CONCURRENCY: PRACTICE AND EXPERIENCE, VOL. 9(8), 821–836 (AUGUST 1997) Parallel join for IBGF partitioned relational databases M. BOZYIGIT, S. A. MOHAMMED∗ AND M. AL-TAYYEB† Information & Computer Science Department, King Fahd University of Petroleum & Minerals, PO Box 1619, Dhahran 31261, Saudi Arabia SUMMARY This study is concerned with a parallel join operation where the subject relations are partitioned according to an interpolation based grid file (IBGF) scheme. The partitioned relations and directories are distributed over a set of independently accessible external storage units, together with the partitioning control data. The join algorithms executed by a mesh type parallel computing system allow handling of uniform as well as nonuniformly partitioned relations. Each processor locates and retrieves the data partitions it is to join at each step of the join process, in synchronisation with other processors. The approach is found to be feasible as the speedup and efficiency results found by simulation are consistent with theoretical bounds. The algorithms are tuned to join-key distributions, so that effective load balancing is achieved during the actual join. 1997 by John Wiley & Sons, Ltd. 1. INTRODUCTION Join is a frequently used database operation. It is also the most expensive, when compared to other database operations such as selection and projection. Join, unlike other operations, involves more than one relation. The sequential indexing methods such as nested loops, hybrid hash and join index are fashionable, but they can be slow, especially when large databases are involved[1,2]. Emerging parallel and distributed computing systems have, during the last two decades, created an important incentive for efficient database operations[3,4]. Parallel join algorithms, such as parallel hybrid hash and join index, partition relations just before the join operation. This makes a real-time join costlier. Also, frequent deletions, additions or updates must not require complete reorganisation of the database. Frequent join operations will be more efficient if the involved relations, once partitioned, remain unchanged and ready for spontaneous access. A parallel join operation is expected to perform well if the involved relations are properly organised[5,6]. The individual processors should, independently and in parallel, be able to detect and interpret data allocated to them for local joins and then co-operate with others to achieve the global join. This is the main reason for choosing an IBGF based relation organisation. It imposes a structured partitioning on the database, yet allows for its maintenance dynamically[7,8]. The resultant decomposition is also suitable for parallel processing as the distribution of disjoint data partitions over a parallel system can be formulated. This study is just a ∗ Currently † Currently with the University of Melbourne, Australia. with Saudi ARAMCO oil company, Dhahran. CCC 1040–3108/97/080821–16 $17.50 1997 by John Wiley & Sons, Ltd. Received 18 April 1994 Revised 13 May 1996 822 M. BOZYIGIT, S. A. MOHAMMED AND M. AL-TAYYEB beginning, as it excludes implementation of the developed framework on a real distributed memory parallel system. Various parallel computer interconnection schemes such as shuffle exchange, hypercube, ring, pipeline and mesh can be considered for a parallel join[1,9,10]. In this study, the emphasis is on a mesh type architecture with a multi-unit external storage system. There are important commercially available mesh type parallel systems, such as DAP, Paragon XP/S, Cray T3D, J-Machine and Tera Computer[11]. Architectures such as ring and hypercube can be considered as special forms of the mesh type[11]. They are expected to perform equally well. Given a multi-unit disk storage system, the issue of how to map partitions in order to maximise the concurrency, during a join, is closely related to the efficiency[12]. The partition mapping is controlled by the size and topology of the storage subsystem, the parallel computing system, as well as the relation characteristics. The remainder of the paper covers the following topics: Section 2 introduces relation partitioning, according to IBGF. The layout of the parallel mesh architecture used as a testbed for the simulation is presented in Section 3. The parallel join algorithms for uniform and nonuniform (skewed) relations are presented in Sections 4 and 5, respectively. Finally, the results obtained by simulation are introduced in Section 6 followed by conclusions in Section 7. 2. RELATION PARTITIONING An IBGF based data organisation is basically an indexing scheme. Details of an IBGF are not within the scope of this study. However, its main features are discussed to provide the basis for its use in the parallel join under study. A relation is viewed as a file of n tuples and d attributes. It is partitioned into buckets, based on d-dimensional hashing. The size of a bucket (partition) is normally imposed by the physical characteristics of the available disk storage and memory, and therefore is a matter of granularity. It is possible for a relation to fit into one bucket, if the relation is relatively small and the physical characteristics of the external storage and main memory are appropriate. Basically, the value of each attribute of a tuple is mapped to a real number in the half open interval [0, 1) by scaling, using the domain range. The decimal point is then ignored, retaining as many bits as necessary to its right. The number of bits retained, for mapping, is a function of partition and relation sizes, as in dynamic hashing[13]. For example, consider a 2-attribute tuple t : (100, 25), where the values of attributes 1 and 2 are 100 and 25, respectively (refer to Table 1 for frequently used symbols and abbreviations). Also, let the domain ranges for the attributes 1 and 2 be 200 and 100, in that order. First, scale the tuple by mapping it to a floating point binary number, as 100 25 , −→ (0.1, 0.01) t : (100, 25) −→ 200 100 Then, retain one bit to the right of the decimal point, ignoring the decimal point, to provide the co-ordinates of the tuple in binary. Thus, the final mapping, after skipping the intermediate steps, can be represented as t : (100, 25) −→ (1, 0) PARALLEL JOIN FOR IBGF PARTITIONED RELATIONAL DATABASES Table 1. Ai ai d f IBGF K Ki ki k LAIL ` m n pij p q Ri r s sb t u αi ∆i −→ 823 List of main symbols used in the paper value of attribute i axis (attribute) interval label, on axis i, in binary number of attributes of a relation skew factor of a nonuniform relation interpolation based grid file total number of partitions in a uniform relation, 2k total number of axis intervals on axis i, 2ki partition level of axis i P ki , for all is sum of partition levels, largest axis interval label partition size number of rows of a mesh number of columns of a mesh processor (i, j) in a mesh partition label partition level at the time of creation of a partition relation i number of partitions in a join class number of external storage units scaled binary tuple relation size, in number of tuples minimum value of attribute i maximum domain interval of attribute i implies a mapping which will be referred to as a scaled-binary (sb) form, from now on. The procedure starts with one partition, which is dubbed as 0 (zero) partition level, along all axes. The partitioning is conducted along all the attribute axes in a round-robin fashion. An insertion in excess of partition capacity, along an attribute axis, causes splitting along that axis. Each split increments the partition level by one along the subject axis. In the uniform relation case, all these partitions will eventually be filled to their full capacities (bucket size). The next partition level, after partition level 0, is 1; the number of partitions is now 2 (= 21 ). The second split will result in four partitions (= 22 ). The partitioning procedure ends with a partition level of ki along attribute axis i, where i ∈ (d − 1). A partition level of ki implies 2ki axis (or partition) intervals. Therefore, for a d-attribute uniform relation case, there will be a total of 2k partitions, where k = k0 + k1 + . . . + kd−1 . For a nonuniform relation case, some partitions may be empty, contrary to the uniform case where all the partitions are of equal size. The algorithm developed for nonuniform relations should avoid bucket allocations for empty partitions. Hence, a directory structure is required to keep a record of the existing partitions. Such a directory structure can be viewed as a binary tree where terminal nodes constitute data partitions and internal nodes constitute directory or subdirectory partitions. A partition label can be computed from the corresponding axes intervals. The tuples in the same bucket produce the same partition label. To generalise, let t be a tuple represented by t : (At0 , At1 , At2 , . . . , Atd−1 ), αi be minj∈u−1 (Aji ), and domain interval ∆i be maxj∈u−1 (Aji − αi ), for i ∈ (d − 1). A tuple-to-co-ordinate (axis interval) mapping can be written as t : (At0 , At1 , At2 , . . . , Atd−1 ) −→ (a0 , a1 , a2 , . . . , ad−1 ) 824 M. BOZYIGIT, S. A. MOHAMMED AND M. AL-TAYYEB A2 A2 t1 t1 0 0 t3 t2 t2 p0 A1 p0 p1 0 0 A1 1 (b) Two partitions: 3 tuples in 2 partitions exist. (a) One partition: 2 tuples in 1 partition exist. A2 t5 t6 11 t7 t10 10 0 t3 t1 p0 t2 t4 01 p3 0 p1 00 A1 p3 p6 t11 t2 t3 t4 p1 p0 00 1 (c) Four partitions: 4 tuples in 3 partitions exist. Figure 1. t1 t9 t8 p2 A2 1 t12 p10 01 10 A1 11 (d) Sixteen partitions: 12 tuples in six partitions exist. Partitioning by tuple insertion: a new tuple will cause a split if the partition mapped is full (ti indicates tuple i, pi indicates partition i, and Ai indicates attribute i) where ai is the axis interval of the partition to which t is mapped, on axis i, and it is the sb scaled-binary representation computed as [(Ati − αi )/∆i ]. The maximum number of tuples that can map to a partition is limited to its size, `. Conversely, given co-ordinates of a partition in a d-dimensional system, there is a unique partition label p, that can be computed as p= d−1 X i=0 2i kX i −1 aij 2(ki −j−1) (1) j=0 where ki is the partition level and aij is the jth bit of the axis interval label on axis i. These partition levels will be used to take decisions about partition-to-processor mapping during the parallel join operation. The upper bound on the total number of partitions is the product of the upper bounds on the number of axis intervals, which is equal to 2k , where k is the sum of partition levels, i.e. k0 + k1 + . . . + kd−1 . For the uniform relation case, the number of partitions is exactly equal to 2k . For the nonuniform case, 2k is only an upper bound. As an example, assume that there are four tuples in a 2-attribute relation R. Also, assume that the bucket (partition) size is 2 tuples. During successive tuple processing, each bucket overflow causes a split and thus doubles the number of intervals (or increments the partition level by 1), expanding the binary interval labels by another bit. Figure 1(a) shows a single partition, after insertion of the first two tuples. Now the partition level is 0 and the partition interval is 1 (= 20 ), along attribute axes A1 and PARALLEL JOIN FOR IBGF PARTITIONED RELATIONAL DATABASES 825 A2. Each insertion requires scaling, as discussed before, on both attributes. Figure 1(b) shows the situation after insertion of a third tuple, which causes a partition-split. The fourth insertion causes the formation of four partitions, one of which is empty, as shown in Figure 1(c). Figure 1(d) shows the state after an insertion of 12 tuples. Only the nonempty partitions are shown. If the relation was uniform, all 16 partitions would have been shown. Note that the partition labels are computed by equation (1). This example demonstrates a nonuniform case, which requires the implementation of a multiple level directory structure to avoid storage allocations for empty partitions[13]. The directories are treated like data files, except that the number of tuples per bucket will be larger, as a directory tuple is normally shorter than a data tuple. 3. PARALLEL ARCHITECTURE The parallel system used in this study is an m× n mesh topology with s multi-storage units, where m and n are some powers of 2, as shown in Figure 2. The basic system architecture is typical of some commercially available parallel systems. The computation model is appropriate for an MIMD (multiple instruction multiple data) parallel architecture[11]. Each processor, Pij , has a local memory and four buffered communication channels managed by a communication processor. Apart from modular growth and simple pipelining, there is no special restriction on the topology used. The mesh interconnection network can be replaced by a ring, hypercube, or any other parallel system. The crossbar switch, proposed as a storage-to-processor interconnection network, can also be replaced by other interconnection schemes. In the given topology, the boundary processors are Pi1 and P1j , where i ∈ m and j ∈ n. They are special processors, which are connected to a multi-unit external storage system by an interconnection network, as shown in Figure 2. The size of the interconnection network in terms of the number of switches indicates the degree of I/O concurrency. The processors share the switches (or the storage units) if the number of switches is less than n or m. Proper concurrency control protocols are employed so that conflicting I/O requests are minimised and the load is balanced[14,15]. This is part of the parallel join algorithm which must be aware of the data distribution on the external storage units and the parallel system topology. 4. PARALLEL JOIN ALGORITHM FOR UNIFORM RELATIONS The main parameters that need to be known about the physical structure of a given relation, before actually accessing data, are its partition levels and its uniform/nonuniform status. If the partition count is equal to 2k , where k indicates the total partition level, at the completion of the tuple insertion process, then the relation is uniform. Otherwise, it is nonuniform. Once the relations are IBGF partitioned, the directory structure will allow any attribute of any relation to be chosen as a join attribute. In this study, each join is subject to the overhead imposed by the parallel algorithm only. Otherwise, the directory maintenance cost incurred by tuple insertions or deletions is excluded. A study concerned with the total cost would have considered the effect of directory maintenance cost per update as well as the initial partitioning cost. For clarity, let R1 and R2 be two equal cardinality relations with attributes of equal domains and partitioned into an equal number of axis intervals during the partitioning process. For the join of R1 and R2, it is sufficient to match the partitions in the corresponding 826 M. BOZYIGIT, S. A. MOHAMMED AND M. AL-TAYYEB Multi Disk Units P11 P12 P13 P14 P21 P22 P23 P24 P31 P32 P33 P34 P41 P42 P43 P44 Cross_bar switch Processors Figure 2. A parallel computing system intervals on the join axes. For example, the partitions from interval i on a join attribute of R1 are matched with the partitions in interval i on the corresponding join attribute of R2. Let the set of partitions in a common axis interval form an interval class; then there is a direct mapping from a partition to its interval class. Given the binary representation of a partition p as bk−1 bk−2 . . . b1 b0 , the interval class label on axis i (Ii ) to which the partition belongs is easily computed using the following equation: Ii = kX i −1 2j bi+dj (2) j=0 For a uniform relation, the number of partitions in each interval class on axis i is equal to 2k−ki . This many partitions map to the same interval class. The reverse mapping, i.e. a computation of the partition label from the axis interval labels, was given by equation (1). For the simple two relations case, the join involves matching the corresponding interval classes. If the number of interval classes in R1 is more than that in R2, then more than one interval class in R1 must be matched with a single interval class in R2. Let the term join class indicate compatible interval classes in different relations to be joined. The tuples in a join class can only match the tuples in the corresponding (or compatible) join class. In the uniform relation case, while a join class with one interval class belongs to the smaller relation, a join class with a set of interval classes belongs to the larger relation. The join class concept is generalised so that it covers uniform as well as nonuniform relations of any size and domain. The concept of join classes forms the basis of the parallel join algorithm. The parallel computing system (Figure 2) used for the join operation can be viewed as an extended pipeline system where the partitions move along the horizontal and vertical processor pipelines. A partition, having reached a processor, remains resident until its join with PARALLEL JOIN FOR IBGF PARTITIONED RELATIONAL DATABASES 827 PROGRAM UniformJoin; /* executed by processor i */ BEGIN /* Initialise */ Input Relation Data; Input Computing System Data; Build Join Classes; WHILE (Join is not complete) BEGIN Compute Current Partitions to Join; /* schedule partitions */ Input Scheduled Partitions Along Row and Column; Pipeline Partitions Along Row and Column; Join Scheduled Partitions; IF ( the processor is on boundary row) /* schedule next partition from R2 */ BEGIN WHILE (Current join class is not complete) BEGIN Input Next Scheduled Partition; Pipeline Partition Along Column; Join Scheduled Partition; END END IF (the processor i is on boundary column) /* schedule next R1 partition */ BEGIN WHILE (Current join class is not complete) BEGIN Input Next Scheduled Partition; Pipeline Partition Along Row; Join Scheduled Partition; END END END END Figure 3. Summary of the parallel join algorithm (in Pascal-like notation) compatible partitions from the other relation is complete. There are no important provisions about the operating system. It is assumed that there is a small kernel at each node which boots up the nodes. It enables each processor to load the algorithms and handle partition input/output as well as the data routing along the vertical and horizontal pipelines, as commanded by the parallel join algorithm. The join classes of R1 are handled by the vertical pipelines and those of R2 are handled by the horizontal ones. They are balanced over the column and row processors, respectively. The excess partitions, if any, after equal allocations, are allocated one per processor, until exhausted. This simple heuristic minimises the completion time of the join, as there cannot be better load balancing. Note that each processor is able to deduce its own partitions and its own join classes independently of other processors. This is important for the parallelism. As previously mentioned, the labeling scheme allows the processors to carry out unique mapping using bit manipulation of the partition, axis interval and join class labels. A concise form of the algorithm is given in Figure 3. In summary, a processor i is able to infer the partitions to input, the partitions to join, the partitions to pipeline and the pipeline (row or column) to choose for send (or receive), from the partitioning information available. Any attribute can be a join attribute as the partitioning covers all the attributes. 828 M. BOZYIGIT, S. A. MOHAMMED AND M. AL-TAYYEB 5. NONUNIFORM RELATIONS For a relation to be nonuniform, the number of partitions will be less than the theoretical maximum (2k ). In this case, there is only a subset of possible data partitions that actually exist per relation. Some partitions, which would otherwise exist in the uniform case, are now treated as being collapsed into one partition. A set of empty adjacent partitions in a continuous range of an axis interval is treated as being embedded into the smallest label nonempty partition adjacent to that range. Similarly, some axis intervals may not exist. They too are embedded in the preceding adjacent ones[7]. For example, the unoccupied axis intervals i + 1, i + 2, . . . , i + j would be embedded in the occupied axis interval i. With the implementation of a directory structure, storage is not allocated for the empty partitions. Despite its more complicated partitioning process, the join class concept developed earlier for the uniform relation case is also maintained for the nonuniform relation case. However, the computation of the compatible join classes and the constituting partitions is not straightforward. The simplest method is to use equation (2) to find the compatible join classes from the partition labels, taking embedding into consideration. For example, in Figure 1(d), partition p0 embeds p4 , p8 and p12 on axis A1. It also extends over axis intervals 0 and 1. The highest axis interval label covered by the last partition in a join class is taken as the basis for computing the compatible join classes. Two join classes are compatible if the highest axis interval label in one join class is equal to that of the other. For example, in Figure 1(d), the highest label axis interval covered by join class 0 (J0 ) is 1. J0 would have been compatible with J0 of another relation only if its highest axis interval was also 1. If they are not compatible they are forced to be so. Therefore, the compatible join classes are computed during each join operation, according to the criterion just mentioned. After this, the join process continues in the same way as in the uniform case. Given the binary representation of a partition label, the largest axis interval label (LAIL) covered can be computed. If the binary representation of a partition is bk−1 bk−2 . . . b1 b0 , then the LAIL on axis i (hi ) can be computed as hi = q−1 X 2j bi+dj + 2ki −q − 1 (3) j=0 where i is the attribute axis label, bt is the tth bit of the partition label, and q is the partition level at the time of its creation. The smallest axis interval label (h0i ) of a partition is equal to that of the uniform case. Thus, coverage of a partition is equal to (hi − h0i ), in terms of the number of axis intervals. This information allows the common LAIL for partitions in a join class to be computed, which will, in turn, be used to compute compatible join classes. Figure 4 shows a non-uniform relation with nine existing partitions (out of 32, had the relation been uniform). Tables 2 and 3 show the partitioning information compiled using the mapping details discussed above. The scheme used allows us to treat the join of nonuniform relations as a general case, of which the join of uniform relations is a special case. The parameters such as partition levels, number of partitions in each join class, and the axis intervals covered by each partition are essential for each processor in the system 829 PARALLEL JOIN FOR IBGF PARTITIONED RELATIONAL DATABASES Figure 4. Partitioned state of a nonuniform relation with two attributes (pi indicates ith partition; binary numbers indicate axis interval labels) to perform the correct join. The partitioning information for each relation, having been recorded upon completion of the partitioning, is input by the boundary processors and pipelined or broadcast through horizontal and vertical processor pipelines during the join operation. In fact, for a wraparound mesh system, the communication complexity of oneto-all broadcasting is logarithmic in system size[11]. A parallel partition input protocol is devised to handle input at the pipeline boundaries. Simply, boundary processors of the vertical pipelines read in the join classes of one relation, and those of the horizontal ones read in the join classes of the other relation, as in the uniform case. The uniform join algorithm, given in Figure 3, can also be used for the nonuniform case, with a new interpretation of the join classes. In particular, the initialising and mapping routines need to consider the directory structure that implements the partitioned nonuniform relations. Table 2. Partitioning details of the nonuniform relation shown in Figure 4, along attribute A1 Existing partitions, p Partition level at creation, q Largest axis interval covered 0 3 0 1 1 7 2 1 3 3 2 5 4 2 7 7 2 7 8 2 1 15 3 1 16 2 7 830 Table 3. M. BOZYIGIT, S. A. MOHAMMED AND M. AL-TAYYEB Join class details of the nonuniform relation shown in Figure 4, along attribute A1 Join class label Partitions covered Axis intervals covered LAIL 0 0 2 8 (0) (0,1,2,3) (0,1) (0) 1 2 8 16 (0,1,2,3) (0,1) (1) (1) 2 2 4 (0,1,2,3) (2,3) (2,3) 4 1 3 (4,5,6,7) (4,5) (4,5) 6 1 7 15 (4,5,6,7) (6,7) (6,7) (6,7) The algorithm allows even distribution of partitions. If the number of partitions in a join class (r) is not a multiple of the row and/or column sizes, some of the processors would remain idle. For example, let the number of excess partitions of a join class be µ (= r mod m). The last cycle of the join involves µ out of the m row processors only. If m is a multiple of µ, repeating a copy of the excess partitions on the m/µ row processors provides exact load balancing. The join of each partition of R1 will involve ( nr )/( m µ) partitions from R2, instead of nr . 6. PERFORMANCE 6.1. Simulation To study the performance of the algorithm, the entire system (operational behaviour of the parallel system and the algorithms) was simulated. The simulation consists of two main modules. Module-1 creates a directory structure for IBGF, by mapping the tuples to partitions. The depth of a directory tree depends on the skewedness of the relation and the bucket sizes. Following the construction of the directory tree, the partitions are distributed over the multiple storage units, according to the mapping function. For uniform relations, the binary representation of a partition identification is sufficient to optimally map it to a storage unit, in the uniform case. During the join operation, the partitions can be retrieved from the storage units using the same mapping function. For the nonuniform relation case, the directory tree is traversed in post-order form, while assigning the partitions to storage units evenly. At the same time, an index is created for partition allocation, to be used during the join operation. In all cases, a partition is assigned to one storage unit only, i.e. no duplications are allowed. Module-2 of the simulation package models the join operation. For each relation it handles the partition flow and manages the join on the system. Note that the partitions of a join class on one relation are joined with the partitions in the compatible join class(es) on the other. The simulation assumes 56 byte long data tuples, an 8 ms external storage access time, a 16 Mbit per second effective data transmission rate, and a 4 µs tuple join time. The size PARALLEL JOIN FOR IBGF PARTITIONED RELATIONAL DATABASES 831 of a partition is computed so that the time it takes to retrieve two tuples is equal to the time it takes to join them. This restriction is used to simplify the synchronisation required to overlap I/O with processing time. In our case, partition size is computed to be 73 tuples. The processing and data transmission are synchronised using event-based virtual clocks, where each action is represented by an event. The uniform relations are formed such that tuple attribute values show uniform frequency in a particular domain. The nonuniform relations are formed using a skew factor (f). For the sake of simplicity, the attributes of the relations are assumed to be numeric, targeted to numeric databases. The main performance metrics used in this study are speedup and efficiency. The speedup is equal to the sequential join time divided by the parallel join time. The efficiency is computed as speedup divided by the number of processors[11]. The parameters whose effects on the efficiency and speedup were studied are system size, relation size, number and size of partitions, number and size of interval classes, number and size of join classes, number of storage units, number of storage-to-processor (s-p) access paths, and the degree of data skew for nonuniform relations. 6.2. Results on uniform relations Let r and s be the number of partitions in join compatible classes of relations R1 and R2, respectively; let m and n be the number of rows and columns of the parallel system. If r < m and s < n, then mn − rs processors will remain idle. In an ideal situation, r and s are multiples of m and n, in which case all the processors will be kept busy, during the join operation. Otherwise, in the last iteration, the mn − r0 s0 processors will still remain idle, where r0 = (r mod m) 6= 0 and s0 = (s mod n) 6= 0. Figure 5 shows the effect of the number of partitions on overall efficiency. The smoother parts of the lower curve correspond to the situations where the number of partitions per join class remains fixed but the number of join classes increases. In this case, the pipelining is join class by join class. The results show that the pipelining is more susceptible to the number of partitions rather than to the number of join classes. However, the flow of the join classes can be synchronised so that the processors do not remain idle in between. In this case, the efficiency shows a continuous upward trend, because of the reduced pipelining effect, as shown by the upper curve. In general, a performance increase with relation size is to be expected, as parallelism in pipeline processing shows itself to be better for relatively longer data streams. Figure 6 shows the effect of the system size on efficiency. The number of partitions in each relation is 1024. A 16-fold increase in the mesh size produces a 13-fold speedup. However, the efficiency drops to 77 from 93, due to the long pipelining effect, especially, at the beginning of the first join class (head effect) and the end of the last one (tail effect). The stability of the system is tested by a simultaneous proportional increase in the system and relation sizes. The ratio of relation size to system size is kept fixed, at 64, but their respective sizes are increased by 4, 16 and 64. The observed efficiency was 87.5 ∓ 0.3. These results show that system or relation size has no adverse effect on the efficiency. The drop in the efficiency was only 0.6% while the increase in system size (in terms of number of processors) and relation size (in terms of number of partitions) was 64-fold. This indicates that the overhead incurred by long pipelining can be outweighed by continuous input streams of larger join classes, making the head and tail effects of pipelining negligible. 832 M. BOZYIGIT, S. A. MOHAMMED AND M. AL-TAYYEB Efficiency (in %) 90 80 70 Simple pipelining Synchronised pipelining 60 50 1000 Figure 5. 2000 Number of partitions 3000 4000 Effect of relation size on efficiency Efficiency & Speed-up 80 60 Efficiency, % (in percentage) Speed-up (in number of processors) 40 20 10 Figure 6. 20 30 40 Number of processors 50 Effect of system size (number of processors) on efficiency 60 833 PARALLEL JOIN FOR IBGF PARTITIONED RELATIONAL DATABASES Efficiency & Sopeed-up 70 Speed-up ( for 64 processors) Efficiency in % (percentage) 60 50 40 10 Figure 7. 20 Number of disk units 30 Effect of number of storage units The number of storage units is another factor, an increase of which is expected to increase the parallelism in input, thus increasing the throughput. An increase in the degree of data distribution over a large number of storage units reduces contention on individual storage units and the interconnection network, allowing increased parallelism, reflected in the speedup and efficiency as shown in Figure 7. The tests are made on the relations of 1024 partitions and a system of 64 processors, under varying numbers of storage units. However, no performance improvement is expected after some optimum value of the number of storage units. Similarly, experiments showed a proportional efficiency increase with higher storage-toprocessor (s-p) connectivity, under a fixed number of storage units, which strengthens the scalability of the algorithm. 6.3. Results on nonuniform relations Contrary to the uniform case, the sizes of interval classes and join classes may show considerable variations in performance for the nonuniform case. The degree of nonuniformity can be represented by a skew in attribute values, as mentioned before. For the same number of tuples, a highly skewed relation will have more join classes of different sizes than a moderately skewed one. A high skew implies the presence of a large number of join classes, many with fewer partitions. To test the effect of the skewedness, an experiment was carried out with two relations of varying skewedness, represented by a degree of skew factor, f . The factor f is allowed to vary from 0.1 to 0.9 where a value of 0.5 indicates a uniform relation and a value under or above 0.5 indicates a left or right inclination, respectively. Table 4 shows efficiency 834 M. BOZYIGIT, S. A. MOHAMMED AND M. AL-TAYYEB Table 4. f of R2 0.1 0.2 0.3 0.4 0.5 0.6 0.7 0.8 0.9 Effect of nonuniformity (f = skew factor) on efficiency 0.1 0.2 0.3 0.4 f of R1 0.5 0.6 0.7 0.8 0.9 29.0 41.4 58.7 61.8 67.9 45.5 33.4 26.1 18.7 40.9 34.8 46.4 53.2 60.9 42.0 35.9 29.5 26.4 58.6 45.0 40.9 47.6 59.6 40.4 36.9 33.4 33.4 62.2 53.0 46.2 43.8 60.3 41.1 40.3 41.5 43.7 65.0 64.4 63.1 62.4 70.2 62.7 63.7 64.8 75.9 48.0 42.6 43.9 44.1 61.5 40.8 44.6 51.2 62.2 32.4 34.9 37.0 42.2 61.0 45.9 35.8 42.0 59.9 26.1 29.3 34.5 40.2 61.5 50.8 40.9 27.8 31.6 18.5 26.4 36.4 45.5 66.1 62.1 58.1 32.1 22.2 as affected by f . The highest efficiency is experienced by the uniform relations where f 1 = f 2 = 0.5. The smallest efficiency is experienced when the data-skew is at its extreme ends, that is f = 0.1 or f = 0.9. Table 4 is not symmetrical as R1 and R2 may not give the same size join classes at the same f values. The number of storage units and s-p connections show similar trends to those of the uniform case. An increase in the size of the interconnection network or number of the storage units, under fixed application conditions, is not expected to improve the performance after a turning point, beyond which further parallelism is not possible. The uniform algorithm determines the available partition labels from the partition levels. The same algorithm cannot deduce this information for nonuniform relations. The partition level for the nonuniform relations can only indicate the range of the partition labels. In highly skewed relations, this range could be very large. For example, a possible range of partition labels for an eight partition uniform relation with f = 0.5 is 0 to 7, whereas for an equal size relation with f = 0.9 the same range can be from 0 to 63, resulting in an eight-fold difference. This is because most of the partitions in the range are either empty or have low occupancies. The nonuniform algorithm can handle this variance at the expense of directory maintenance overhead as part of the partitioning process, which is excluded from the performance computations. If the parallel join algorithm developed for the uniform case is applied to the nonuniform case, the processors that take part in the join of one join class may remain idle during the join of another or vice versa. Thus, the cumulative processor idle time may amount to a level where parallel processing is not an advantage. For example, the application of the uniform algorithm to the join of nonuniform relations, with f = 0.3 or f = 0.7, experienced an efficiency decline 700 times greater than that of the nonuniform algorithm, whereas for f = 0.5 the ratio was nearly 1. The uniform algorithm reads all the possible partitions, most of which may be nonexistent, if it is applied to the nonuniform relations. 7. CONCLUSION This study is about exploiting a parallel join operation in relational databases where the relations are organised according to an IBGF scheme. The relations with uniform or nonuniform key distributions are partitioned and stored over a multi-unit external storage medium, along with various partitioning parameters. The parallel algorithms for both uniform and nonuniform relations are implemented, assuming that each processor hosts an instance of the kernel algorithm. From the partition PARALLEL JOIN FOR IBGF PARTITIONED RELATIONAL DATABASES 835 level and the join class labels, an instance of a kernel algorithm is able to determine the partitions it should input for the current join. For any attribute, it will know to or from which pipeline to send or receive a particular partition. The simulation results have shown that the entire approach is feasible, with good scalability characteristics. An increase in the system or relation sizes reflects a higher efficiency or speedup. A balanced distribution of data and processing shows a similar trend. The results also show that, for the best performance, uniform and nonuniform relations must be handled by their respective parallel algorithms. The nonuniform algorithm balances the inherited imbalance, but it cannot eliminate the effect of the skew factor completely. The uniform algorithm with uniform relations still shows a better performance compared to the nonuniform algorithm with nonuniform relations. The formation of an IBGF directory tree and partition distribution costs are excluded from the time complexity (cost) of the parallel join algorithms. These costs are considered negligible for the relations, where transient changes are either infrequent or nonexistent. Otherwise, especially for nonuniform cases, it may be difficult to ignore the effect of dynamic directory maintenance and the relation re-partitioning. However, the simulation results are to create a base for further research on the issue of dynamic directory maintenance and testing the algorithms on real parallel systems. ACKNOWLEDGEMENTS In particular, the authors would like to acknowledge the contribution of the author of [7] on IBGF-based relation partitioning. Acknowledgement is also due to the King Fahd University of Petroleum & Minerals, Dhahran, Saudi Arabia. We extend our sincere thanks to the anonymous reviewers for their helpful comments. REFERENCES 1. D. Dewitt and R. Gerber, ‘Multiprocessor hash based join algorithms’, Proceedings of VLDB (Stockholm), 1985. 2. V. Patrick, ‘Join indices’, ACM Trans. Database Syst., 12, (2), (1987). 3. M. Negri and G. Pelagatti, ‘Distributed join: A new algorithm for joining relations’, ACM Trans. Database Syst., 16, (4), (1991). 4. F. T. Leighton, Introduction to Parallel Algorithms and Architectures: Arrays, Trees, Hypercubes, Morgan Kaufmann Publishers, Inc., 1992. 5. M. Bozyigit, S. A. Mohammed and M. Tayyeb, ‘Parallel join algorithms for multicomputer systems’, Proceedings of 7th ISCIS – International Symposium on Computer & Information Sciences, Antalya, Nov. 1992. 6. M. C. Murphy and D. Rotem, ‘Multiprocessor join scheduling’, IEEE Trans. Knowl. Data Eng., 5, (2), (1993). 7. M. Ouksel, ‘The interpolation based grid file: a multidimensional dynamic order-preserving partition scheme’, Proc. ACM SIGMOD Symp. on Principles of Database Systems, Portland, Oregon, March 1985. 8. E. A. Ozkarahan and C. H. Bozsahin, ‘Join strategies using dataspace partitioning’, New Gener. Comput., (June 1988). 9. D. H. Bitton, H. Boral and D. J. Witt, ‘Parallel algorithms for execution of relational database operation’, ACM Trans. Database Syst., 8, (3), (1983). 10. J. Richardson, H. La and K. Mekkilineni, ‘Design and evaluation of parallel pipelined join algorithms’, SIGMOD Management of Data Conference, ACM, 1987. 11. V. Kumar, A. Grama, A. Gupta and G. Karypis, Introduction to Parallel Computing: Design and Analysis of Algorithms, Benjamin/Cummings Publishing Company, Inc, 1994, p. 597. 836 M. BOZYIGIT, S. A. MOHAMMED AND M. AL-TAYYEB 12. E. R. Omiecinski and E. T. Lin, ‘Hash-based and index-based join algorithms for cube and ring connected multicomputers’, IEEE Trans. Knowl. Data Eng., 1, (1), (1989). 13. R. J. Enbody and H. C. Du, ‘Dynamic hashing’, ACM Comput. Surv., 20, (2), (1988). 14. K. A. S. Abdul-Ghaffar and A. El Abbadi, ‘Optimal disk allocation for partial match queries’, ACM Trans. Database Syst., 18, (1), (1993). 15. E. Rahm, ‘Empirical performance evaluation of concurrency and coherency control protocols for database sharing systems’, ACM Trans. Database Syst., 18, (2), (1993).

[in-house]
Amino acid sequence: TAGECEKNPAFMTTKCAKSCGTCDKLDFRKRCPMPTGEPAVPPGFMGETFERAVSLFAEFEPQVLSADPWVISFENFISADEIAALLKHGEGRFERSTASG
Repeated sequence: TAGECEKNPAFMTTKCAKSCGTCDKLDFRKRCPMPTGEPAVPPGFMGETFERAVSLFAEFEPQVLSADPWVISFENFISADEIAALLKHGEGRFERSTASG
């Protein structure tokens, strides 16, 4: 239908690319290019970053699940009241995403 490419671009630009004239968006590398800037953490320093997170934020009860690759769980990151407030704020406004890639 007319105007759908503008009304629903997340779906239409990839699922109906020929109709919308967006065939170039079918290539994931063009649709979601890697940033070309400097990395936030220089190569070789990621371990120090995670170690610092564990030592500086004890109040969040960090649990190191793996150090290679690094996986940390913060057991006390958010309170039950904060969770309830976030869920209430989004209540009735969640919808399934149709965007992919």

1/--страниц